I mentioned in an earlier post that our company operates networks that provide statewide news to radio stations (Missouri, Iowa, Wisconsin and Nebraska). The thing we do best is covering state government, with an emphasis on the legislature. And because our medium is radio, we do a lot of sound. Here’s the way it worked in 1975:
Our reporter covered some event at the state capitol. Debate, a hearing, news conference…whatever. They recorded the event, asked some questions and returned to the newsroom where they wrote their stories and edited the audio. Once an hour, they produced a five minute newscast and “fed” it to affiliated radio stations over phone lines (later, via satellite).
We provide stations with programming (we’ve started calling it content) and they “pay” us with commercials on their stations which we, in turn, sell to advertisers. It’s been a good business model. It’s still a good model. But I wonder how current technology might affect that model. As silly and pointless as it sounds, let’s forget the economics for a moment and think about how this process might work in a broad-band, wirelessly networked world.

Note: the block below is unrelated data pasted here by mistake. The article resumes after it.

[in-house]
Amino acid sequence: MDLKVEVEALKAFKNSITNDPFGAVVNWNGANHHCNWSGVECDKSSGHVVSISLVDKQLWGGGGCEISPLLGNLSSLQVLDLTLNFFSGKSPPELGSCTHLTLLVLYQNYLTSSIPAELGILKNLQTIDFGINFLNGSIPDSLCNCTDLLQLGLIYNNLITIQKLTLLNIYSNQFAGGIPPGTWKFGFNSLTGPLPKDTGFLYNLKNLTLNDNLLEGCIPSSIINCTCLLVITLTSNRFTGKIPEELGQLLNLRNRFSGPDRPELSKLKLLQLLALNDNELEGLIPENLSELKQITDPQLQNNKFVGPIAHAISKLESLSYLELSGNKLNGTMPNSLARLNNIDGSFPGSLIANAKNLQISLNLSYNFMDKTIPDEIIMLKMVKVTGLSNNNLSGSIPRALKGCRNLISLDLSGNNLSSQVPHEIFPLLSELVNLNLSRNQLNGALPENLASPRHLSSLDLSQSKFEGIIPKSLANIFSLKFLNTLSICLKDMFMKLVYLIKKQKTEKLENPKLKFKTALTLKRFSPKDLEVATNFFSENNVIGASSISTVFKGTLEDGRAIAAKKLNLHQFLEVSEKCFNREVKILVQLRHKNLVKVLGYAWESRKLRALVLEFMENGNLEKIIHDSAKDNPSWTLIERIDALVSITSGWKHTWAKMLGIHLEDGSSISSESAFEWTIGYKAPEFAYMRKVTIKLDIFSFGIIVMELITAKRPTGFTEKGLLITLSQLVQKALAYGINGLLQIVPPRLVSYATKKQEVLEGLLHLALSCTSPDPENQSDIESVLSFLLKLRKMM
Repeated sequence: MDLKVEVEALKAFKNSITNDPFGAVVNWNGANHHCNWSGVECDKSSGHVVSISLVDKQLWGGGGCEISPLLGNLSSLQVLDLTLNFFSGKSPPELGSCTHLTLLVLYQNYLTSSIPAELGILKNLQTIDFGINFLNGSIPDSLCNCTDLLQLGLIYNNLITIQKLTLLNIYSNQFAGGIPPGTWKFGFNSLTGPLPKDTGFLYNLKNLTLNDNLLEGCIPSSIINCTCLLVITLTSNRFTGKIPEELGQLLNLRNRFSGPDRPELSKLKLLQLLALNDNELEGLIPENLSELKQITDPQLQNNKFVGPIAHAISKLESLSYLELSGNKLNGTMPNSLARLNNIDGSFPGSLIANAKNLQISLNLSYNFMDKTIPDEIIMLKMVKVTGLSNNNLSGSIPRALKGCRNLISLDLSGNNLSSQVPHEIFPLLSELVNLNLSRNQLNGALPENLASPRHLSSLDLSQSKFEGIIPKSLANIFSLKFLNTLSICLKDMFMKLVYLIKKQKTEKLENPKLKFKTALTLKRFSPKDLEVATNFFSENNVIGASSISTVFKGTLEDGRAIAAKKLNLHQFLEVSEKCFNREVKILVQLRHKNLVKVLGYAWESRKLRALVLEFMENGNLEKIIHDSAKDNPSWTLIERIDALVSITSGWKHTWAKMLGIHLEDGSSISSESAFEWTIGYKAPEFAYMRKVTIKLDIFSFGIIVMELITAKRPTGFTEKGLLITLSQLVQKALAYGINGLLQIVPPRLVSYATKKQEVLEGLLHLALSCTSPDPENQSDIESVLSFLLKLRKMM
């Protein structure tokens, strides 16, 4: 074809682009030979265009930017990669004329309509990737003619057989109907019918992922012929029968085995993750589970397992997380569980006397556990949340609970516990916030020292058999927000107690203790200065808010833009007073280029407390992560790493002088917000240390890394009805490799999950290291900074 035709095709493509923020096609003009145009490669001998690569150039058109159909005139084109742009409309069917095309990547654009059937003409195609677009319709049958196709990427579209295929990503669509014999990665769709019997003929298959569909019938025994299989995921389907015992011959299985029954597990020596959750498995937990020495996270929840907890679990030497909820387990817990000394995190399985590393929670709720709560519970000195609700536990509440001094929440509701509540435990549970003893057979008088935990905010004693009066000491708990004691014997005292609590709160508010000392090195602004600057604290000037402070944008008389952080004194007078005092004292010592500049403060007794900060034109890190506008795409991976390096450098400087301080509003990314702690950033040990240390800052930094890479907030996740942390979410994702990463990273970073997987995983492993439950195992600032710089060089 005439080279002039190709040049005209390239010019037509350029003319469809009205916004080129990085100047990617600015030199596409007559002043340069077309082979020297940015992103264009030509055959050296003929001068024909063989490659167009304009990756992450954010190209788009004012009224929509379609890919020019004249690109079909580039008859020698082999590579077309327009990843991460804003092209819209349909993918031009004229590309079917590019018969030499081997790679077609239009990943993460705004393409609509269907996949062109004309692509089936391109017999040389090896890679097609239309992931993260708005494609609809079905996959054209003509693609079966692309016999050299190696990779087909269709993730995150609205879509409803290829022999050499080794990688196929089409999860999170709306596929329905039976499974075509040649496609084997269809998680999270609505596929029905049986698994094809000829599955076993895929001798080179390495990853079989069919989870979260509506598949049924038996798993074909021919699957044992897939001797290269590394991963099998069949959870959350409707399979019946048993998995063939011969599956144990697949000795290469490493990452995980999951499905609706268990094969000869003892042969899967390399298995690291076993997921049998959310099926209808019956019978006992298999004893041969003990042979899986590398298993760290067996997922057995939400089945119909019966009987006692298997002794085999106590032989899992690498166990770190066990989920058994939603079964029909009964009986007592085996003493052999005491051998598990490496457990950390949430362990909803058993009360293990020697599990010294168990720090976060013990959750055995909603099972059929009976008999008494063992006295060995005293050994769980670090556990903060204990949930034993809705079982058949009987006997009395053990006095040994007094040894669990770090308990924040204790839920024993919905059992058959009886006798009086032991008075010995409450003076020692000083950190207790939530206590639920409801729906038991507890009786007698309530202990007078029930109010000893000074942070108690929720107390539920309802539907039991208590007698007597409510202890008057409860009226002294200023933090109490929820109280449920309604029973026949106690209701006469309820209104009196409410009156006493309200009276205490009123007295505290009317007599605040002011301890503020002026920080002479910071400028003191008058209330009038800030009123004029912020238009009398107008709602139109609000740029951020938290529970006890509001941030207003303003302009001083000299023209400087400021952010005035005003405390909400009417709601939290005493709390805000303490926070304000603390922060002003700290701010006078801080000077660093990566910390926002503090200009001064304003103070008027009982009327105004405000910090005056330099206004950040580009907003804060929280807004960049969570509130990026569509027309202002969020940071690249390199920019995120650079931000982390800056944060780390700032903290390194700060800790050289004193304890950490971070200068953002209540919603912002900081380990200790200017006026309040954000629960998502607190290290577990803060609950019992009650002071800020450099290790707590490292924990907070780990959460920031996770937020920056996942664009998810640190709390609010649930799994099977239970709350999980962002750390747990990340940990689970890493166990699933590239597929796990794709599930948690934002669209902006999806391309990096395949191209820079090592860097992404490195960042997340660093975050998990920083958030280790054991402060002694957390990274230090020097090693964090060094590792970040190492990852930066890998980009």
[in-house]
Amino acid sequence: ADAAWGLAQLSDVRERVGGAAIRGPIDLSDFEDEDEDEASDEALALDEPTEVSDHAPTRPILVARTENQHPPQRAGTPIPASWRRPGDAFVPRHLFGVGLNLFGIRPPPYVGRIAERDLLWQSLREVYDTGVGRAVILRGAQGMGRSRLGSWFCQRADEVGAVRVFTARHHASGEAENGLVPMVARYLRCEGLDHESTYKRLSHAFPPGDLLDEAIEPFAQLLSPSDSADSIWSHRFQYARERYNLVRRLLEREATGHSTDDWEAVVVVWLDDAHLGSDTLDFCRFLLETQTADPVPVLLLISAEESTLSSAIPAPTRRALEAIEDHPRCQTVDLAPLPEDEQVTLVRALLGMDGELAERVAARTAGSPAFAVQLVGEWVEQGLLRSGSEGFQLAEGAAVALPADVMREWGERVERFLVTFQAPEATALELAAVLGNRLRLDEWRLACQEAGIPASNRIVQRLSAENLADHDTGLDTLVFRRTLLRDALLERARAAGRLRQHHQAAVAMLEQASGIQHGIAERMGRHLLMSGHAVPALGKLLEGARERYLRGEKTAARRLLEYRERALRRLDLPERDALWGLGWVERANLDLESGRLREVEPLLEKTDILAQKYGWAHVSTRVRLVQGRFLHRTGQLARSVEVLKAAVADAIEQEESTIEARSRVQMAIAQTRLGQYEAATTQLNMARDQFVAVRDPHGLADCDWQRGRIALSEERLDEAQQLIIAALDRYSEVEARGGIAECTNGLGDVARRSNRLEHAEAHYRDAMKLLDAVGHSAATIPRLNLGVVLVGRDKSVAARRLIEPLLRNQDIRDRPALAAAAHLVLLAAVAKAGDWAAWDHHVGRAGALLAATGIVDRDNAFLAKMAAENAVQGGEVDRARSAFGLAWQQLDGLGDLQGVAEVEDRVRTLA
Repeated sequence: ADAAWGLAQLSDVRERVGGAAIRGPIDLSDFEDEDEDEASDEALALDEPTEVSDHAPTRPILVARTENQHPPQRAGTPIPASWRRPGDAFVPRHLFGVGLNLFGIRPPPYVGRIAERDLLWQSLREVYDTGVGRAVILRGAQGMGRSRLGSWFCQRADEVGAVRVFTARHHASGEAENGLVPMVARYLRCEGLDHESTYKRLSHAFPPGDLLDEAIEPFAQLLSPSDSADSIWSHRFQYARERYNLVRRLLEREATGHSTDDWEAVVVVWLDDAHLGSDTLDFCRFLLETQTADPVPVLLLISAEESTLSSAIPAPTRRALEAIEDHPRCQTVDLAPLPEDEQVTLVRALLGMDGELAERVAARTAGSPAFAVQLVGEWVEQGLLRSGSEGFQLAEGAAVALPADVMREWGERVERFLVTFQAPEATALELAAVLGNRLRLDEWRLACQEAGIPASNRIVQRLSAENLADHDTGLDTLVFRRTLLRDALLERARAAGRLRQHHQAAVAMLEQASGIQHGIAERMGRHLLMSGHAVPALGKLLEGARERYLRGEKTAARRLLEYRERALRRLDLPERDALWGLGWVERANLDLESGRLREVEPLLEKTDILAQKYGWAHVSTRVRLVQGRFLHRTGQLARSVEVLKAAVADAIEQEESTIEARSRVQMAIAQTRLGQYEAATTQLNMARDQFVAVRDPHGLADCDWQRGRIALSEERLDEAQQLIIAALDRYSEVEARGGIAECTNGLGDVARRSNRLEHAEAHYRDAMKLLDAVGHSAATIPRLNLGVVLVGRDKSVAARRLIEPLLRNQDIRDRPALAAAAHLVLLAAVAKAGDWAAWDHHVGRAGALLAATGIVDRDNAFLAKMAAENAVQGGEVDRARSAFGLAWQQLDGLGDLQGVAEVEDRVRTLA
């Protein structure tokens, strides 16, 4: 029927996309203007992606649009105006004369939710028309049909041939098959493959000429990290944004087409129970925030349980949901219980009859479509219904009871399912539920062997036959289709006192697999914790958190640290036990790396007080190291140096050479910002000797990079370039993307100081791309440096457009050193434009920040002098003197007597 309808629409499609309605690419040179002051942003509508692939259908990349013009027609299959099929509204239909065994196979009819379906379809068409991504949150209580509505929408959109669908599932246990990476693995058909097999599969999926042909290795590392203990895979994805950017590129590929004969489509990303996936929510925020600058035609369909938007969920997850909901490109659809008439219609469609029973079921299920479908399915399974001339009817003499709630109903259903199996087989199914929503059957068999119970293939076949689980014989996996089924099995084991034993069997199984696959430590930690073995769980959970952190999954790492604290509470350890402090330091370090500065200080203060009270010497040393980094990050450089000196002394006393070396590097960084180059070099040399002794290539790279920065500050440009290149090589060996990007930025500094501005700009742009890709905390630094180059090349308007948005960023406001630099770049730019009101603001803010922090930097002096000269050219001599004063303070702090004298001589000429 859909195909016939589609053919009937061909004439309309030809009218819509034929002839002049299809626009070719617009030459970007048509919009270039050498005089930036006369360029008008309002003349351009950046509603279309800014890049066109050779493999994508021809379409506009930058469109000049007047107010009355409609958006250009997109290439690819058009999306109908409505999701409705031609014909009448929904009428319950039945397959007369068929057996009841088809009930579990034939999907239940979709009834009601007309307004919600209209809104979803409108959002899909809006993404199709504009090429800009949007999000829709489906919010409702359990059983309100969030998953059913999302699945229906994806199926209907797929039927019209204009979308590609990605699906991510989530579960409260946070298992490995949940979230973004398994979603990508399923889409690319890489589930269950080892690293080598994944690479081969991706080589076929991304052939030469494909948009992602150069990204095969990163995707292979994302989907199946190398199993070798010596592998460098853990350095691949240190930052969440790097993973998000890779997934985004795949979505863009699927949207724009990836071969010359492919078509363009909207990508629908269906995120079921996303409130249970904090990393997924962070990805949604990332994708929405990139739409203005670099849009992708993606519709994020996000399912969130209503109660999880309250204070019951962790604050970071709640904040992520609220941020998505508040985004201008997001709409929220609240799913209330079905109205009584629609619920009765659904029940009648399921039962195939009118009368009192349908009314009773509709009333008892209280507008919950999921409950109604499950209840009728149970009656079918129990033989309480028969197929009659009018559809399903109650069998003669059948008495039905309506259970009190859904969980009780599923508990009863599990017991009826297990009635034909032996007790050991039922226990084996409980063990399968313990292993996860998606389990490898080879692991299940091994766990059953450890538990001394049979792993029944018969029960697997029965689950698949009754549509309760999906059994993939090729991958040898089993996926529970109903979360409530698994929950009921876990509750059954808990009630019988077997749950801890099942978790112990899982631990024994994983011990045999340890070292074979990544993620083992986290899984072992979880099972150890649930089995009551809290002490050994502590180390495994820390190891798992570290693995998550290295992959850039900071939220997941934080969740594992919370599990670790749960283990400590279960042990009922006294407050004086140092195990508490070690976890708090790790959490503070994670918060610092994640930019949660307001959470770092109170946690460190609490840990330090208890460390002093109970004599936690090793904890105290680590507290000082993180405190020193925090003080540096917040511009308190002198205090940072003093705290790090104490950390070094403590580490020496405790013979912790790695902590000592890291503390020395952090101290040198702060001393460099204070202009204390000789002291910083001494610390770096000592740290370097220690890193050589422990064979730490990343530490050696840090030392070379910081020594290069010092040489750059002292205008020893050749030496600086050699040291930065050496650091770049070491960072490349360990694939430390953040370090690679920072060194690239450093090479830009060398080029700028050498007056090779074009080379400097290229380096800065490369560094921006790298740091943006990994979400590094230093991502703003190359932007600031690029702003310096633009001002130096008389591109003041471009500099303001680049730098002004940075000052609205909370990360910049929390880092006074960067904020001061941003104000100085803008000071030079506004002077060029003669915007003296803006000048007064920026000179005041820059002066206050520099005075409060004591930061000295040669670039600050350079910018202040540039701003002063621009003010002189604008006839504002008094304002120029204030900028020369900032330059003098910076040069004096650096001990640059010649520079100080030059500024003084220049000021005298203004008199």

Our reporter (we’ll call her Lois Lane) is sitting in the back of a hearing room at the state capitol where a heated discussion on same-sex marriage is underway. She’s connected to the Net and posting almost-real-time updates on what’s happening to her network’s weblog. When a fight breaks out between two of the state senators, she snaps a picture with her Treo 600 and posts it to the weblog. Things heat up, security is called. Lois IM’s the webmaster and says she wants to stream live. Takes only a few minutes to get the encoders going. Order is restored and the hearing adjourned. In the hallway, Lois interviews the participants and records it on her small, hand-held video camera. She Blue Tooth’s it over to her laptop…does a quick edit…and zaps it straight to the website. Scattered across the country (and in a couple of other countries)…a few thousand folks receive a fresh RSS feed on their news aggregators. Holy shit! A gay activist kicked the shit out of a state senator in Missouri. And there’s video!
I’m not sure, but I think all of the technology for the above exists. We’re just not there on the business model. Yet. Oh, and there were no radio stations in my scenerio. Will there ever be a time when people can receive text, audio and video on some mobile device that is not a transistor radio? Uh, yeah. We call it a mobile phone or PDA today. I’m not sure what we call it tomorrow but it probably won’t be a radio. Before you start looking for a rope and a limb, know that I love radio. I grew up in a radio family. But I don’t believe the essence of radio is transmitters and towers and FCC licenses. It’s music and news and sports and interesting people with interesting things to say. How it gets from A to Z is less important every day.